Making It Count

– by Greg Baker . My mind is just overflowing with thoughts today as I write this devotion. I have been meaning for a while to write this devotion to share my thoughts on having an eternal focus. Over the summer during my quiet times I studied Paul’s final letter, 2 Timothy, and Peter’s final letter, 2 Peter. Several months ago I wrote a devotion about 2 Timothy and learned so much from Paul’s final words that I decided to study them even further and compare them to another apostle’s final words, Peter. I learned so much from this study and I cannot help but share it with others. I hope these thoughts bless you and encourage you as much as they have encouraged me.

People desire to make some impact with their life and many want to leave behind some form of legacy. All of us have a limited amount of time on this Earth. Reverend Billy Graham often preached about how from the moment we are born we are dying. Isaiah 40:6-8 states: “All men are like grass, and all their glory is like the flowers of the field. The grass withers and the flowers fall, because the breath of the Lord blows on them. Surely the people are grass. The grass withers and the flowers fall, but the word of our God stands forever.” We are temporary, but the Lord lives forever. Some of us will be remembered hundreds of years after our deaths, but the vast majority of us will be forgotten.  Most of us desire to make those limited days count, and make the best of our time here. The big question is what is the best use of our time here?  C.S. Lewis states: “If you read history you will find that the Christians who did most for the present world were precisely those who thought most of the next. It is since Christians have largely ceased to think of the other world that they have become so ineffective in this.” The largest impact we can have in this life is living for the next life. It is living for those rewards in Heaven that Jesus promised to us. This is exactly what we see in both Paul and Peter’s lives as well as countless others in the Bible.

I do not know about you all, but it is so easy for me to get distracted by the things of this world. At times I am distracted by the wants I have. If I only had a perfect job or if I only had no debt or if I only had a house then I would be able to commit my life fully to Jesus. Then I would have nothing to worry about and could completely focus on Him. The problem is no matter what the world gives us we will always want more. I remember saying for years, “If I could pay off all my credit card debt and money I owe the IRS then I would be happy.” A few weeks ago I was finally able to pay off that debt now I hear myself saying, “Lord if I could only have a house then I would be set.” The truth is if I am seeking contentment and happiness from the world I will never be content and happy. I have been fooling myself for years. Before it was a job, then it was debt, now it is a house. I am sure if the Lord gave me a house I would find something else I wanted. In reality the whole world is just a sham and if you keep giving in to it and your flesh’s desires, they will rob you of the life God has intended for you. It’s not that there is anything wrong with buying a house, but if that is where I am looking for happiness and contentment, it cannot satisfy me. It will only leave me looking for more.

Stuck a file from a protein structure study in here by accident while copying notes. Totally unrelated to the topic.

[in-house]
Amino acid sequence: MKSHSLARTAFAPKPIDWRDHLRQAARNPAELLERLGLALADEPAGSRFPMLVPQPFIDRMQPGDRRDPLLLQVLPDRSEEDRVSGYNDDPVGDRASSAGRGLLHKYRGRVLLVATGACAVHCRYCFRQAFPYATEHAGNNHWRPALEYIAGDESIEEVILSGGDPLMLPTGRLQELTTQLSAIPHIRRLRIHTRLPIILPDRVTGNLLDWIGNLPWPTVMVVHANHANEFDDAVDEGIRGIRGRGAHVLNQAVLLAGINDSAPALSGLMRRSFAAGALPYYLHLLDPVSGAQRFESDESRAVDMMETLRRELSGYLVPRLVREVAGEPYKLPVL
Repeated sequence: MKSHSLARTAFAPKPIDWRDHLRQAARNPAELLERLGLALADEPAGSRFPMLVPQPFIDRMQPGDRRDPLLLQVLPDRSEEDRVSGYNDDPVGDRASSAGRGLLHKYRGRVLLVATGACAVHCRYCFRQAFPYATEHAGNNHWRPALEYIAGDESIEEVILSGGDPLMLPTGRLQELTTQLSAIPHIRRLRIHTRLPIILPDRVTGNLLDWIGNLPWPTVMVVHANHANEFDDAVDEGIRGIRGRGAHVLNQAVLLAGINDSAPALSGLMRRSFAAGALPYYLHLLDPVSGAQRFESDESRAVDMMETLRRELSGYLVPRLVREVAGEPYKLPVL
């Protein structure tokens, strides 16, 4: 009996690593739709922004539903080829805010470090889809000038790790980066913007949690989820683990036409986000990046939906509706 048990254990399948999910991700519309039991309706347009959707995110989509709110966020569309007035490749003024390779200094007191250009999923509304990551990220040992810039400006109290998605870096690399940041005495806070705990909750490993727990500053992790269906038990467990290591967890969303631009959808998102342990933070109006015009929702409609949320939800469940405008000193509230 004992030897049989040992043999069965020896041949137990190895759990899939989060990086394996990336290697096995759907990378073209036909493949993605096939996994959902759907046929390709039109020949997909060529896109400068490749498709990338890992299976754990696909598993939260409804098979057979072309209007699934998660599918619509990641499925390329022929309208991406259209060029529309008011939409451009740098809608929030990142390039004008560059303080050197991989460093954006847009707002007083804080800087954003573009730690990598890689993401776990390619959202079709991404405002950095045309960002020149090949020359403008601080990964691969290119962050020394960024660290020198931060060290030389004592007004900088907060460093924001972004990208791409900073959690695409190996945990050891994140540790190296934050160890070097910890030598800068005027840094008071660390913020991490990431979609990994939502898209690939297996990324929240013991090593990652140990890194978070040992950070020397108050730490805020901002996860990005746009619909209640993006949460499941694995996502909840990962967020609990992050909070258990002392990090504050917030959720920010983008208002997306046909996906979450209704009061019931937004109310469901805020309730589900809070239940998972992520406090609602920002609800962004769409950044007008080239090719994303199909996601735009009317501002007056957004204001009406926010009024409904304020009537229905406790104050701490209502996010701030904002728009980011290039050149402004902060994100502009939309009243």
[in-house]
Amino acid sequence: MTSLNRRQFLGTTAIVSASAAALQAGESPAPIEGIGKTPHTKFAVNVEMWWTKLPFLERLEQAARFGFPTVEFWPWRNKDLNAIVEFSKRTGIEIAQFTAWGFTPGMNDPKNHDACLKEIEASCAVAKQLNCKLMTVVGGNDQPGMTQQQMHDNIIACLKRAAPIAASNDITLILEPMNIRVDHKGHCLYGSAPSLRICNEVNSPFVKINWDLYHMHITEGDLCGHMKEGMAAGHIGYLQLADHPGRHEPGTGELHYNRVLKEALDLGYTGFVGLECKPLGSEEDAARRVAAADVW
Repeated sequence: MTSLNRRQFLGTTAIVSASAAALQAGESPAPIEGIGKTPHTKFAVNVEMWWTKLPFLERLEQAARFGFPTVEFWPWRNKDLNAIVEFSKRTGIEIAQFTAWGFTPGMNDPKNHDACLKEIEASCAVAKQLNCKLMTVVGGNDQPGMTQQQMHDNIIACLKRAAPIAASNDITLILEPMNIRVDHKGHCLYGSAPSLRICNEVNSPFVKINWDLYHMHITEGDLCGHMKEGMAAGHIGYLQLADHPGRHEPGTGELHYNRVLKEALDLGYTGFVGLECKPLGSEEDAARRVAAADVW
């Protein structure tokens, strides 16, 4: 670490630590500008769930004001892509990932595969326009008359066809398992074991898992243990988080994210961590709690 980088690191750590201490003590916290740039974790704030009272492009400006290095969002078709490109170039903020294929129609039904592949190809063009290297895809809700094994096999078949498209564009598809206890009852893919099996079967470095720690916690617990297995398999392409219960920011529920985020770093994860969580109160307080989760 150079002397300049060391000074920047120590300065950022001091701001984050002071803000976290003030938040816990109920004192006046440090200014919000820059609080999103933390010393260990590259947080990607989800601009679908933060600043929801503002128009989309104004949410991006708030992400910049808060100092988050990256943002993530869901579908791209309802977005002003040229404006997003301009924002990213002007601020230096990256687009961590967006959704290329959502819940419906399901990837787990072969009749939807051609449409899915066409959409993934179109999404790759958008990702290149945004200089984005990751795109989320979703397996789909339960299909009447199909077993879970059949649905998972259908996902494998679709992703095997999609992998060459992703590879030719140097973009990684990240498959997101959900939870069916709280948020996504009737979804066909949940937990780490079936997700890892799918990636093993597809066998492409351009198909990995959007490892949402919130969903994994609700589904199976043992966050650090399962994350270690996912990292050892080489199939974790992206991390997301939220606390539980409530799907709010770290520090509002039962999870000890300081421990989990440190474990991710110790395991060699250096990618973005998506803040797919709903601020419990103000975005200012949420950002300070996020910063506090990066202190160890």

We all live such busy lives and have our struggles and wants. It is easy to think if the Lord would just take care of all of those wants, life would be better. That is just not true.  In 2 Corinthians 4 Paul tells us where our mind should truly be focused. “For our light and momentary troubles are achieving for us an eternal glory that far outweighs them all. So we fix our eyes not on what is seen, but on what is unseen. For what is seen is temporary, but what is unseen is eternal” 2 Corinthians 4:17-18. Do you understand that? What we see today is temporary. Our struggles, our materialistic things, all of it are temporary. The world we live in is dying and it will all someday be dead, but what we do for the kingdom of God goes on forever. Forever. That is where our minds should be focused. The first step to living a life that counts is focusing on the unseen.